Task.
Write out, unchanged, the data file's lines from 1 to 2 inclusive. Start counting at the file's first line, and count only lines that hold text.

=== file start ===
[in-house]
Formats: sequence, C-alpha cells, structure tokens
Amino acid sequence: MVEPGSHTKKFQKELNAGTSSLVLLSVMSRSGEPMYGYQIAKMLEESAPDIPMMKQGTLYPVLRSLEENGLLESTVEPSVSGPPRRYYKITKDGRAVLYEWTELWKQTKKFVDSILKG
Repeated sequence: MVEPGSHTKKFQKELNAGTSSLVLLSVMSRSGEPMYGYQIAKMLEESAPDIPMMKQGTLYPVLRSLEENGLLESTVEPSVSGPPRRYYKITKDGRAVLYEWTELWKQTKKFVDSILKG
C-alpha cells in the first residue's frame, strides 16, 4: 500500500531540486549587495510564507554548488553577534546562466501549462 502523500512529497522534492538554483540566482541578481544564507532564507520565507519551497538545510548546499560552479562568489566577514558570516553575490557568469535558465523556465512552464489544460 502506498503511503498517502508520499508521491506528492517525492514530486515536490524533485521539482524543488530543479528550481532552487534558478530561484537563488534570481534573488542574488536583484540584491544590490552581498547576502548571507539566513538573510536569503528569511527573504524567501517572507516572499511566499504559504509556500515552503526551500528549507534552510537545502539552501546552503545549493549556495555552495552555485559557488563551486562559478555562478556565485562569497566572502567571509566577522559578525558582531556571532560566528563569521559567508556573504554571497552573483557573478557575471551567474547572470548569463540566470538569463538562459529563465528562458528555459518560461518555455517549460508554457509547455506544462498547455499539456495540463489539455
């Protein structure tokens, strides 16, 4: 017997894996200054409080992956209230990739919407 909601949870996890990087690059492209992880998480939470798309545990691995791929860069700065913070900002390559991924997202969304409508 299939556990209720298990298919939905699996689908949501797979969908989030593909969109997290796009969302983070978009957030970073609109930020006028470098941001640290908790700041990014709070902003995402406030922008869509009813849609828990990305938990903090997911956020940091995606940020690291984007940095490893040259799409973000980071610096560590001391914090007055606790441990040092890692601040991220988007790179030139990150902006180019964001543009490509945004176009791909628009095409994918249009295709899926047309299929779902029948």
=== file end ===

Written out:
[in-house]
Formats: sequence, C-alpha cells, structure tokens